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Costa Rica: Puntarenas – Monteverde; ziplines and hanging bridges
The mountainous jungles of Monteverde are beautiful and verdent and ideal for exploring from the rainforest's canopy, either from the famous hanging bridges or by high adrenaline ziplines
Until recently, little was known about life on the tops of tropical forests, as it was nearly impossible to get so high. Early explorers used ropes and pulleys or ladders carved into tree trunks to make their way up. Today, biologists explore the forest canopy using towers, suspension bridges and construction cranes.
Biologists now know that about 90 per cent of all organisms in a rainforest are found in the canopy. The sun that barely reaches the forest floor strikes treetops with full force, fueling the photosynthesis that eventually results in leaves, fruit and seeds. Since there’s a bounty of good food way up there, animals abound in the canopy as well.
Today, the trail systems through the rainforests of Monteverde include bridges that span canyons and drainages and bring visitors face to face with the upper level of the Monteverde rainforest canopy.
The road to Selvatura is rough and pot-holed, whilst we could have taken a shared bus ride there we opted to take our small Kia compact along for the ride. It was raining heavily, not unusual for this area, which made it all the more exciting – but not so much that we needed a 4×4 vehicle.
The rain was steady, not a downpour, and as is the case in Costa Rica it was a warm rain, not like we’d be experiencing back home, where it had been snowing heavily.
The plan for the day had been to start with ziplining before heading out onto the trails and the hanging bridges.
To be honest, I am not very adventurous when it comes to things like ziplining, and the prospect of doing this in the rain was not appealing. On the other hand, Karen is very much up for anything, so I headed off for the dryness of the cafe, while Karen headed out into the jungle all harnassed up.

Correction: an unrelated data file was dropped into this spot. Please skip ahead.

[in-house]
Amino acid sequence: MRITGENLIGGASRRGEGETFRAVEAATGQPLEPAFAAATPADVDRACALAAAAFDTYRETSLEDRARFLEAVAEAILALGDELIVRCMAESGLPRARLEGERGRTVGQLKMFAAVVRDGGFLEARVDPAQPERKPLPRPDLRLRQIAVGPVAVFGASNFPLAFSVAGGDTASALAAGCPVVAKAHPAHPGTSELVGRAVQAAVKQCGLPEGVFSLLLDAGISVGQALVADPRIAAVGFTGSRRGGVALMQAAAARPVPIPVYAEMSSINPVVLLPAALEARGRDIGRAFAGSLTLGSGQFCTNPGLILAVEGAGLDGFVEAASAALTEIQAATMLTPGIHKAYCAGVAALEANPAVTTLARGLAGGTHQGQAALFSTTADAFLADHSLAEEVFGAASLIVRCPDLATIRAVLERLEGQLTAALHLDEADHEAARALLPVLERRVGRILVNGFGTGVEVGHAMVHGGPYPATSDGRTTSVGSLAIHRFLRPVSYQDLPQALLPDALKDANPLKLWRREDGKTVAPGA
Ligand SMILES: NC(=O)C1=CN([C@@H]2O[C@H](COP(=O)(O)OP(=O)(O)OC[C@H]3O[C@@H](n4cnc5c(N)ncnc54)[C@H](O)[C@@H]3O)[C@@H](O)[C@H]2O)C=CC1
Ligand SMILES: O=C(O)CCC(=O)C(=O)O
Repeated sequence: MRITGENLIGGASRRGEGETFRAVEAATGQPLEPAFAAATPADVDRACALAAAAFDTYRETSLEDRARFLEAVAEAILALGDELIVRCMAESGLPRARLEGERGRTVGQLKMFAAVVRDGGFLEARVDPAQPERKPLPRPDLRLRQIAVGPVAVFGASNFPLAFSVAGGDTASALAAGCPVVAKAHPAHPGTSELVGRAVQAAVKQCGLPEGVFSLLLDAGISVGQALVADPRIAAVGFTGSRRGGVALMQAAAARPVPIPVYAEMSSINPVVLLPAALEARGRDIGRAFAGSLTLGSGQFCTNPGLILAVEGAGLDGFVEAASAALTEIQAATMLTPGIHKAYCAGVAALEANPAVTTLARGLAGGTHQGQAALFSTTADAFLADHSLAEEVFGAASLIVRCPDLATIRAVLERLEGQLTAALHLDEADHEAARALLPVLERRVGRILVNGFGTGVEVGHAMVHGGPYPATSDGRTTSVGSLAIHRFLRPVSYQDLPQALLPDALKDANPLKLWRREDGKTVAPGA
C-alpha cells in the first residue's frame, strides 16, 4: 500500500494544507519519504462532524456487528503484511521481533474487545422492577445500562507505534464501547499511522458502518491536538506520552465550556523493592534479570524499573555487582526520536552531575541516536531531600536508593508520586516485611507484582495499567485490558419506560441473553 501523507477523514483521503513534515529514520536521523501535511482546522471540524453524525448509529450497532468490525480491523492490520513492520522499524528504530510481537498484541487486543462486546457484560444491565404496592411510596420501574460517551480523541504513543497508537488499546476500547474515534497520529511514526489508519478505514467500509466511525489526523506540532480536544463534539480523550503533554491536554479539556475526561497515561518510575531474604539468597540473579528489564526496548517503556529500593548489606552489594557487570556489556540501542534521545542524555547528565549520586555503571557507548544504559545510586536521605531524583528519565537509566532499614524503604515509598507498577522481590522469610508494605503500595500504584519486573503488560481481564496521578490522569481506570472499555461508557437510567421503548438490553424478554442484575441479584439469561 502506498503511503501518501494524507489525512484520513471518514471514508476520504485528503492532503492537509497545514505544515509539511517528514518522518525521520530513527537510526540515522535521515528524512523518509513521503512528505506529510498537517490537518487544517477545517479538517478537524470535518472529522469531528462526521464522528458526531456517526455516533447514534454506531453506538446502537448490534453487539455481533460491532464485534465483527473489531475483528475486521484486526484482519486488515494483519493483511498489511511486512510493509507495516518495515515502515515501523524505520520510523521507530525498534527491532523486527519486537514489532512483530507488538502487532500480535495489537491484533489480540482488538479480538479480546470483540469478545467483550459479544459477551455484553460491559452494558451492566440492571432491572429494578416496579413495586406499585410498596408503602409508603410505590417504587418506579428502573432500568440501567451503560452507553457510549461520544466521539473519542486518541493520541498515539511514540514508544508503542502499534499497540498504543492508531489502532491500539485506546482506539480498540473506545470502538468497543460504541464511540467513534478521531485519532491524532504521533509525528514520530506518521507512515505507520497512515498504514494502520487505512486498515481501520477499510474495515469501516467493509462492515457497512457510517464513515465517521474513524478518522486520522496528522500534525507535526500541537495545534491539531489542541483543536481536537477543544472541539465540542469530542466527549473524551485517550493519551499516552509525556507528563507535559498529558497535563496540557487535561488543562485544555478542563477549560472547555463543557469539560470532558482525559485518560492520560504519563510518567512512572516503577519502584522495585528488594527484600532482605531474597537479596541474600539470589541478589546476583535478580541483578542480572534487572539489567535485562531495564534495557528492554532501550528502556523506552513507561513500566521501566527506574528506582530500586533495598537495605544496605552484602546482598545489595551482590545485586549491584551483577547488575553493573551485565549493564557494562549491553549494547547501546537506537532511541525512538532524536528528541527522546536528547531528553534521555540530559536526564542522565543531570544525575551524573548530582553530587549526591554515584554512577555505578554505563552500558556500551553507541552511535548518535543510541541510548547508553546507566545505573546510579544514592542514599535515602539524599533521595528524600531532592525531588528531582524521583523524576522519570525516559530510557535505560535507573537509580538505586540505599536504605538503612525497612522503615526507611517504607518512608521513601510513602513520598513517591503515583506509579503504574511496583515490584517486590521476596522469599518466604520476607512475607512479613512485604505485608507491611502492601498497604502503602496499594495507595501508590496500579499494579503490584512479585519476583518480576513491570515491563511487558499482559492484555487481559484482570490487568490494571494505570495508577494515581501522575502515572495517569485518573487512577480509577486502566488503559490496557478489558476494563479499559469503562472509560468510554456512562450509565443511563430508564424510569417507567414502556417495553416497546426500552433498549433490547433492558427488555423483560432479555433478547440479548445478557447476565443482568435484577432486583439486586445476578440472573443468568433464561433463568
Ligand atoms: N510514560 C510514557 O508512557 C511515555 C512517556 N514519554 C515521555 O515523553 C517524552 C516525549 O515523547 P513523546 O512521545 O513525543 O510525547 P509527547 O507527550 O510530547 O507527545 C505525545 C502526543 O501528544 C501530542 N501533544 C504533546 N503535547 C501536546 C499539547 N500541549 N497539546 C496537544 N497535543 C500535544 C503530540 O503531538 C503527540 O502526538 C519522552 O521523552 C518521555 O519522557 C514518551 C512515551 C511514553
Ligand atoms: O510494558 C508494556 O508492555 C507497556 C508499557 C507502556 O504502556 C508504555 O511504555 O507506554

A couple of hours later she returned, slightly bedraggled but with a big smile on her face. She had loved it, the only thing that had caused her some concern was the jungle swing, which she did, and thought that it was the highlight of the tour! After listening to her tales I was sorry that I hadn’t overcome my fears to do the zipline course.
After her zip-lining adventure, Karen needed to dry out and get warm, so soup and coffee were the order of the day. Refreshed, we decided to head out on the trails and check out the hanging bridges. I had been wary of the zip-lines, and as I don’t have much of a head for heights I was also concerned about how I would find the hanging bridges. Luckily, they are very sturdy and there is not much sway as you cross them.
The Treetop Walkway is a peaceful 1.9-mile trail through the cloud forest combining forest trails interconnected with 8 bridges ranging from 170 ft up to an amazing 560 ft in length. You can take this trail as a self-guided tour or with a guide. We decided to take the trail without a guide, but if you want to learn more about the forest and spot wildlife then it would be a good idea to travel with a guide.
The trail itself is wide and mostly level, so it is an easy hike. The rain forest itself is stunning; thick and verdant. Occasionally, there was a break in the forest and you would get beautiful views across a valley. The best views were undoubtedly from the hanging bridges as they crossed the canyons.
There are other things to do in Selvatura Adventure Park, including a butterfly park, a reptile and amphibian exhibition and a sloth sanctuary. We decided not to do these, but you could easily take a whole day exploring Selvatura. There are packages available that cover all the options for the various tours.
Planning your visit to Selvatura
Access to the 1968 Trail is about 25 minutes from La Fortuna on the western side of the volcano. From the downtown, you take Route 142 west towards Lake Arenal and then a left onto the dirt road leading to Arenal Volcano National Park and El Castillo. About 1.25 km (3/4 of a mile) down the road, you will find the visitors’ center and parking area for the 1968 Trail. The property is marked with a big sign on the left so you can’t miss it.
|Telephone:||T: +506 4001 7899|
|Hours:||Open daily from 7 am – 4 pm|
|Fees:||There are number of package options depending how much you want to do.|
What to Wear/Bring
- closed-toed shoes
- rain jacket:
- long pants
- sunscreen and sunglasses.
Planning your trip to Monteverde